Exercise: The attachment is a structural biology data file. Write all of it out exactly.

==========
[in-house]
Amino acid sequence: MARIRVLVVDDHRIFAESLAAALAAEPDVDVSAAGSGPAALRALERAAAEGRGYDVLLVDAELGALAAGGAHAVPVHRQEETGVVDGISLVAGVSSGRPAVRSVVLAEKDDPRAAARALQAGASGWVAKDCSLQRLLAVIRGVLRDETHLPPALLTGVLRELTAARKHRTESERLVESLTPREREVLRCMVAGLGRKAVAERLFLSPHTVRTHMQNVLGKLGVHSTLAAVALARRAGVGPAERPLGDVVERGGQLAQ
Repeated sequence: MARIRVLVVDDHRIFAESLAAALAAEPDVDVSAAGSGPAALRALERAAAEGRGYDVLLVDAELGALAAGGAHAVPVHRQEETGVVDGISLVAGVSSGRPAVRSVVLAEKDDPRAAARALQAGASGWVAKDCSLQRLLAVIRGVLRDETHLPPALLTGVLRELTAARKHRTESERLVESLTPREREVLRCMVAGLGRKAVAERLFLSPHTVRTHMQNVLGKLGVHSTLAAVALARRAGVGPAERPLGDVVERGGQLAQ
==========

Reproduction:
[in-house]
Amino acid sequence: MARIRVLVVDDHRIFAESLAAALAAEPDVDVSAAGSGPAALRALERAAAEGRGYDVLLVDAELGALAAGGAHAVPVHRQEETGVVDGISLVAGVSSGRPAVRSVVLAEKDDPRAAARALQAGASGWVAKDCSLQRLLAVIRGVLRDETHLPPALLTGVLRELTAARKHRTESERLVESLTPREREVLRCMVAGLGRKAVAERLFLSPHTVRTHMQNVLGKLGVHSTLAAVALARRAGVGPAERPLGDVVERGGQLAQ
Repeated sequence: MARIRVLVVDDHRIFAESLAAALAAEPDVDVSAAGSGPAALRALERAAAEGRGYDVLLVDAELGALAAGGAHAVPVHRQEETGVVDGISLVAGVSSGRPAVRSVVLAEKDDPRAAARALQAGASGWVAKDCSLQRLLAVIRGVLRDETHLPPALLTGVLRELTAARKHRTESERLVESLTPREREVLRCMVAGLGRKAVAERLFLSPHTVRTHMQNVLGKLGVHSTLAAVALARRAGVGPAERPLGDVVERGGQLAQ